Investors must boldly go where few have gone before, Jim Cramer said Wednesday on CNBC’s “Mad Money.” In other words, they must learn to sometimes stand up and challenge the conventional wisdom of the markets.
Stocks rallied on Wall Street Wednesday, as the Dow Jones rose 92 points, or 0.7 percent, to close at 12,627; the Nasdaq gained 21 points at 2,875 and the S&P 500 edged up 11 points, or 0.9 percent, to end at 1,331. But three key factors continue to weigh heavily on investors’ minds.
Ongoing chaos in Europe, slowing growth in China and the U.S. fiscal cliff of 2012 each spells a grim outlook for the global economy. And all are valid concerns. “They’re intractable,” he said. “They make us want to sell everything and go home, comfortably ensconced in short-term Treasurys.”
But at the risk of sounding like a “reckless optimist,” Cramer pointed to several crucial cliffs — tied to personal household debt, corporate spending, municipal bonds and housing — that many feared back in 2008 and that have all seen substantial recovery by now.
Household debt that once far exceeded disposable income has fallen to the pre-stock market boom levels of 1994, he said. And while corporations were once bogged down by layers of debt, companies are constantly paying off debt by issuing equity or new debt at much lower rates — especially among the financial space. Municipal bonds have made “terrific investments,” and while we did fall off the housing cliff, we’re now seeing several straight months of “good sales” and higher prices across the board.
In this same vein, Cramer broke down the woes facing the world and explained why they may not be so terrible after all.
First, while the situation in Europe does seem catastrophic, he said the biggest fear of debt contagion has already long been priced into the U.S. market. And while commodity prices are down big time, “people are still way too bearish on how much oil we’re going to produce in North America.”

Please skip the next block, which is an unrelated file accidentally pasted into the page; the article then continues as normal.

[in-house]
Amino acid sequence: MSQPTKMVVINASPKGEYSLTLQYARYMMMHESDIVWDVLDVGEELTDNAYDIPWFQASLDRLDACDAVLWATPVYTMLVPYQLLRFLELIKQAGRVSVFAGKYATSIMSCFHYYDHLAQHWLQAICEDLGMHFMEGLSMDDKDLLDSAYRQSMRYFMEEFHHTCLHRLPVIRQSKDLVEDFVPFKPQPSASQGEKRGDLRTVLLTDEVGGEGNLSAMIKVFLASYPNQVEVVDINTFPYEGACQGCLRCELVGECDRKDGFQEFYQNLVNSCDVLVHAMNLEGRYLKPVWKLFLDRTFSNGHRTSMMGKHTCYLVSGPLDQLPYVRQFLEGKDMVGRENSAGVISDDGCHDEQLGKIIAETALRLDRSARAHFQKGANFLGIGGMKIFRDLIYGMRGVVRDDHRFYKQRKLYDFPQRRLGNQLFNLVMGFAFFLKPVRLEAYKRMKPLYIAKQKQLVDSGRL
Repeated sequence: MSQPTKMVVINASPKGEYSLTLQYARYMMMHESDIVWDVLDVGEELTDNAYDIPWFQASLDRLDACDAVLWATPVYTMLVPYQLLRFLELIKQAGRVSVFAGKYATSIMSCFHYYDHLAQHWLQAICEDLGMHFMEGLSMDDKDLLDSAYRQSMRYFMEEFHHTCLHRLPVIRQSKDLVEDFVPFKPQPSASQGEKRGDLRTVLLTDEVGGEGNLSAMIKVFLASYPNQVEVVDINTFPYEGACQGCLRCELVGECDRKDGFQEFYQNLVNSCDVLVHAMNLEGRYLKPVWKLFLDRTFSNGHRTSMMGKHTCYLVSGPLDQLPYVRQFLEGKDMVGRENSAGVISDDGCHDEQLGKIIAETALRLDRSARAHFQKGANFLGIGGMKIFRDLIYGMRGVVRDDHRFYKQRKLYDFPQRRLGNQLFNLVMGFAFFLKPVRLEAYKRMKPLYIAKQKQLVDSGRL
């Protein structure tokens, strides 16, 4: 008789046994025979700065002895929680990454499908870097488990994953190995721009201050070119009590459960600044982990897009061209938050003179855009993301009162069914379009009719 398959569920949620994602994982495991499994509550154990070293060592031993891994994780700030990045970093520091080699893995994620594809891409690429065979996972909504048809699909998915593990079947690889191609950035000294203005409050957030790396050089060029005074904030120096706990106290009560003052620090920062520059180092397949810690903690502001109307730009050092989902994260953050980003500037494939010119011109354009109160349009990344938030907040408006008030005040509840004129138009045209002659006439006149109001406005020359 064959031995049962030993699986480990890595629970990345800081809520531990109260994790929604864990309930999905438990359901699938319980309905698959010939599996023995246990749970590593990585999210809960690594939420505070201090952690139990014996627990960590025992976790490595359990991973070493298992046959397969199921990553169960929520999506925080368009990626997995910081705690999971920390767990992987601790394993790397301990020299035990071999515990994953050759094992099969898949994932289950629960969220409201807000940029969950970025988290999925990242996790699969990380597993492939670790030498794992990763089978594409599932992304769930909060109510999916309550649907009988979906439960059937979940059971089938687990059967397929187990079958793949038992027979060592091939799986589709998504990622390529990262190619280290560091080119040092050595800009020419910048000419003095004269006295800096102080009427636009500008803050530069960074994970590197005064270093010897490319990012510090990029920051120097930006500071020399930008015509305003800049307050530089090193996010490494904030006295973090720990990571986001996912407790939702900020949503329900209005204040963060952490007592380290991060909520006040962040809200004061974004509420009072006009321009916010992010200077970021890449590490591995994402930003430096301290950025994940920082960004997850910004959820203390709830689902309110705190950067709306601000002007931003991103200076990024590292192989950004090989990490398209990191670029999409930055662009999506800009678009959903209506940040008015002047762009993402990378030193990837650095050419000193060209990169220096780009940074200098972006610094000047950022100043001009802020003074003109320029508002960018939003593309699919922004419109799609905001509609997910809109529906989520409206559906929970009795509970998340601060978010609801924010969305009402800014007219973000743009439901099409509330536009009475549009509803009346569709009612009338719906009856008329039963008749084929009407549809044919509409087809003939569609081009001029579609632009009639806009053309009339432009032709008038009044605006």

As for China, the country made its first rate cut earlier this month and the central bank has plenty of room to make more.
Finally, there’s the U.S. fiscal cliff. Cramer suggested it may not end up being a cliff at all, and that going over could, in fact, be positive. “Maybe it’s a chance to abolish the uncertainty and become a solvent nation,” he said. “And if we were to simply borrow a trillion dollars in 20-30 year paper, we wouldn’t be worried about the cliff at all.” He added that embracing natural gas would also create more jobs, lower gas prices and increase U.S. national self-sufficiency.
“No, I am not saying it's time to get all bullish,” Cramer said. “I am simply saying they will snap back much faster than they did in 2008 [and] 2009, when, not if, it happens.”
The bottom line: “We invest in stocks and not the Chinese real estate, Spanish bonds or U.S. tax rates,” Cramer said. While the bear case may sound smart, there’s real money to be made in “considering that there may not be as much bull in the bull case as you think.”
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